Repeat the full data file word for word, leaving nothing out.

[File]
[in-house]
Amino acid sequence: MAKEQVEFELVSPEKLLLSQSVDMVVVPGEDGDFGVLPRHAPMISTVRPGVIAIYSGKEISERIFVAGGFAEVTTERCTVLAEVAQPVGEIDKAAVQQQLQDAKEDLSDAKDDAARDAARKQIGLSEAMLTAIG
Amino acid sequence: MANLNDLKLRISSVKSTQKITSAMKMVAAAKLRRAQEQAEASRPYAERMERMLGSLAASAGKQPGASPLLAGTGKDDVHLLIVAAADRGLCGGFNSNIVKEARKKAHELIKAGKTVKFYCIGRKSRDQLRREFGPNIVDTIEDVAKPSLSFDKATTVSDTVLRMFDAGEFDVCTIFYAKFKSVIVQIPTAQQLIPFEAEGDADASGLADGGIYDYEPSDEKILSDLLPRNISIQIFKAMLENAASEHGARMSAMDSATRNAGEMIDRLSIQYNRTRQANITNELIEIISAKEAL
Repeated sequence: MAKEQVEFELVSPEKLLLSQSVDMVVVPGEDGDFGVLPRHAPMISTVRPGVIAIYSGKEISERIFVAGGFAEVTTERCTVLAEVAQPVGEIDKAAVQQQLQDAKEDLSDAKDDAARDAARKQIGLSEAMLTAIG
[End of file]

[in-house]
Amino acid sequence: MAKEQVEFELVSPEKLLLSQSVDMVVVPGEDGDFGVLPRHAPMISTVRPGVIAIYSGKEISERIFVAGGFAEVTTERCTVLAEVAQPVGEIDKAAVQQQLQDAKEDLSDAKDDAARDAARKQIGLSEAMLTAIG
Amino acid sequence: MANLNDLKLRISSVKSTQKITSAMKMVAAAKLRRAQEQAEASRPYAERMERMLGSLAASAGKQPGASPLLAGTGKDDVHLLIVAAADRGLCGGFNSNIVKEARKKAHELIKAGKTVKFYCIGRKSRDQLRREFGPNIVDTIEDVAKPSLSFDKATTVSDTVLRMFDAGEFDVCTIFYAKFKSVIVQIPTAQQLIPFEAEGDADASGLADGGIYDYEPSDEKILSDLLPRNISIQIFKAMLENAASEHGARMSAMDSATRNAGEMIDRLSIQYNRTRQANITNELIEIISAKEAL
Repeated sequence: MAKEQVEFELVSPEKLLLSQSVDMVVVPGEDGDFGVLPRHAPMISTVRPGVIAIYSGKEISERIFVAGGFAEVTTERCTVLAEVAQPVGEIDKAAVQQQLQDAKEDLSDAKDDAARDAARKQIGLSEAMLTAIG